When I was working at Scuola Superiore Sant’Anna, we were approached by the local museum of graphics to help with an exhibition they were planning. They wanted to put on show the private collection of Netsuke from Prof. Edda Brescianini, a world-renowed archaeologist and Egyptologist, and needed us to come up with a way to enhance the visualization of these small manufacts.
For those of you who are not familiar with Netsuke, they are tiny Japanese sculptures, often made with wood or ivory, that were used as buttons on Japanese traditional clothing between the XVII and XX centuries. While being rich in details, Netsuke are extremely small, often below 2cm on their longest side, and it may not be easy to have a closer look while visiting the museum.
After some team discussions, we decided to opt for the simplest, yet most effective solution: we would recreate a 3D model of a few of these Netsuke and display them on a big TV near the real objects. The museum sees a lot of visitors during these exhibitions and any sort of VR experience would’ve been hard to handle.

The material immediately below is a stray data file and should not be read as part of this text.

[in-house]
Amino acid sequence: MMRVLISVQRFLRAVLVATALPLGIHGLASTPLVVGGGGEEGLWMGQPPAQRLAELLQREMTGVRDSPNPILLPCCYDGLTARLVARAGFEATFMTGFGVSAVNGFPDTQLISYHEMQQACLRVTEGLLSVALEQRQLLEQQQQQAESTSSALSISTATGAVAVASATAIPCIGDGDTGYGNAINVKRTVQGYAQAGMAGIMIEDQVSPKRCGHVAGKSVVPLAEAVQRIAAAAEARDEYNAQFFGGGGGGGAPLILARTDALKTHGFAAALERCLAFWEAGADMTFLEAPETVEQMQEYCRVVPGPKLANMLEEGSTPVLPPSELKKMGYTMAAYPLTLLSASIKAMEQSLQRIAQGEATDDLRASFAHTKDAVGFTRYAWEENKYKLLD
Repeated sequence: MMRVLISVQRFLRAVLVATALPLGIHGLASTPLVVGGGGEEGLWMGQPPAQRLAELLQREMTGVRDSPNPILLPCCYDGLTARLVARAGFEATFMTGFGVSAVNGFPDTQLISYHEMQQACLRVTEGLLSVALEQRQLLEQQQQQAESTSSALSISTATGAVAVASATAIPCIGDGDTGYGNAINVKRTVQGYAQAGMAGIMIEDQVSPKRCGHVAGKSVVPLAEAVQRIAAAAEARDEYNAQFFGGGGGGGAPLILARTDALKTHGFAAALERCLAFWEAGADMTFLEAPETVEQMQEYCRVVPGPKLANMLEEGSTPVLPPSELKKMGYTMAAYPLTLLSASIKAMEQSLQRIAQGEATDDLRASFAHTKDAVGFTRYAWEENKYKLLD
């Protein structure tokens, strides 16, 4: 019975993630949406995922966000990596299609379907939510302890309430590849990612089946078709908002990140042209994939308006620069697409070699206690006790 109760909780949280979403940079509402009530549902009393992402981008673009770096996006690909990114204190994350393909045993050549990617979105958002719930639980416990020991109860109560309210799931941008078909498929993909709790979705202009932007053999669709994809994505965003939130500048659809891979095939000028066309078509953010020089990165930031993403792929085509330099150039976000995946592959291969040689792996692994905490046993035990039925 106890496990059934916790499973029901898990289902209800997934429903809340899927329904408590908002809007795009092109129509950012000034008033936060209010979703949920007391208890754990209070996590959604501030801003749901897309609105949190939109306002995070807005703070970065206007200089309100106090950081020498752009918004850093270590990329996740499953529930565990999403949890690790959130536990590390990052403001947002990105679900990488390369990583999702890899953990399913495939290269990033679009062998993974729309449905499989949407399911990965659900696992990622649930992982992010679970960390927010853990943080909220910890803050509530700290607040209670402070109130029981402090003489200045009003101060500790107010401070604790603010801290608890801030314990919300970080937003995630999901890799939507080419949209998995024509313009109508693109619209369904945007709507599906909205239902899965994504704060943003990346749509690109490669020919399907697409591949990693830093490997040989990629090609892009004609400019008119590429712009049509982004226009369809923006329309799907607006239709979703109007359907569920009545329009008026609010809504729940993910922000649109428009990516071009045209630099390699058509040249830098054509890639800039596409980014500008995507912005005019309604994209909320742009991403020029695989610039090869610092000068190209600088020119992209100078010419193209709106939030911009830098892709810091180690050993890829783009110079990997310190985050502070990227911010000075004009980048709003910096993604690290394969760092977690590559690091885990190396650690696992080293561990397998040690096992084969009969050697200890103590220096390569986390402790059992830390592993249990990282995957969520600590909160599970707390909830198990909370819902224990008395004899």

Getting the 3D model of a Netsuke was not an easy task: they are extremely small and very shiny, and despite being very strong we did not feel comfortable trying any invasive technique. Laser scanning was our first option, but we would lose a lot of colours, and it was therefore discarded. The only viable solution was to use photogrammetry, but it’s not so easy when the object is this small. We tried different approaches, such as using a macro lens and a softbox, but they all failed for one reason or another. The final model was obtained by using a longer focal length from distance during a cloudy day, outside, using a light diffuser to prevent even the minimum reflections on the object, and with a tiny bit of scultping in post processing to get rid of lens distortion. As you can see from the picture above, the result is not too bad: